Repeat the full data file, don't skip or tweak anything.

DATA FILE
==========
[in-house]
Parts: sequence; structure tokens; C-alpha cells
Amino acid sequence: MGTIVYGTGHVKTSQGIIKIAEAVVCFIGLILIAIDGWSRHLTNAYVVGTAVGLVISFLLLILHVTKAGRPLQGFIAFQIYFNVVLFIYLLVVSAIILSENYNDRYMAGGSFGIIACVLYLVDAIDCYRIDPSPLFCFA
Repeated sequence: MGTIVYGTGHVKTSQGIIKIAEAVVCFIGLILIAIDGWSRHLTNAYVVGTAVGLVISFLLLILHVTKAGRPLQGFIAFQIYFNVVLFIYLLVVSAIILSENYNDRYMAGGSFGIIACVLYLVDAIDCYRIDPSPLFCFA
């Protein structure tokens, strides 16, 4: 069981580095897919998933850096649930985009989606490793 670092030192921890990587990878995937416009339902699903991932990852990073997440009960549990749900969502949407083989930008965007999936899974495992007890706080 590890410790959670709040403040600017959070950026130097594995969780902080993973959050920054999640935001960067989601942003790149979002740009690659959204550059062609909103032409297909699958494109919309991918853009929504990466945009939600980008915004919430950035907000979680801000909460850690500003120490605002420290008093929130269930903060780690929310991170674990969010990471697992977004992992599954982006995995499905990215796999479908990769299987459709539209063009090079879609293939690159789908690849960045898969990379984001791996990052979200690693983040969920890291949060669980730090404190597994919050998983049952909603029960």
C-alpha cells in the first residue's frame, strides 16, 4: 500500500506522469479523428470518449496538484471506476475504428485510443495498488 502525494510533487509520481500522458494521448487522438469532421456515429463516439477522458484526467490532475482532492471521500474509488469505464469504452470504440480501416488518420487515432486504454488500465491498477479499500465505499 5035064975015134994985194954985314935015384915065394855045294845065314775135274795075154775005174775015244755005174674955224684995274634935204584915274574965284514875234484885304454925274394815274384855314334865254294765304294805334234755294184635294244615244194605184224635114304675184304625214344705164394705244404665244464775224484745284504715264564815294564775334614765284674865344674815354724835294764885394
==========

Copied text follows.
[in-house]
Parts: sequence; structure tokens; C-alpha cells
Amino acid sequence: MGTIVYGTGHVKTSQGIIKIAEAVVCFIGLILIAIDGWSRHLTNAYVVGTAVGLVISFLLLILHVTKAGRPLQGFIAFQIYFNVVLFIYLLVVSAIILSENYNDRYMAGGSFGIIACVLYLVDAIDCYRIDPSPLFCFA
Repeated sequence: MGTIVYGTGHVKTSQGIIKIAEAVVCFIGLILIAIDGWSRHLTNAYVVGTAVGLVISFLLLILHVTKAGRPLQGFIAFQIYFNVVLFIYLLVVSAIILSENYNDRYMAGGSFGIIACVLYLVDAIDCYRIDPSPLFCFA
């Protein structure tokens, strides 16, 4: 069981580095897919998933850096649930985009989606490793 670092030192921890990587990878995937416009339902699903991932990852990073997440009960549990749900969502949407083989930008965007999936899974495992007890706080 590890410790959670709040403040600017959070950026130097594995969780902080993973959050920054999640935001960067989601942003790149979002740009690659959204550059062609909103032409297909699958494109919309991918853009929504990466945009939600980008915004919430950035907000979680801000909460850690500003120490605002420290008093929130269930903060780690929310991170674990969010990471697992977004992992599954982006995995499905990215796999479908990769299987459709539209063009090079879609293939690159789908690849960045898969990379984001791996990052979200690693983040969920890291949060669980730090404190597994919050998983049952909603029960």
C-alpha cells in the first residue's frame, strides 16, 4: 500500500506522469479523428470518449496538484471506476475504428485510443495498488 502525494510533487509520481500522458494521448487522438469532421456515429463516439477522458484526467490532475482532492471521500474509488469505464469504452470504440480501416488518420487515432486504454488500465491498477479499500465505499 5035064975015134994985194954985314935015384915065394855045294845065314775135274795075154775005174775015244755005174674955224684995274634935204584915274574965284514875234484885304454925274394815274384855314334865254294765304294805334234755294184635294244615244194605184224635114304675184304625214344705164394705244404665244464775224484745284504715264564815294564775334614765284674865344674815354724835294764885394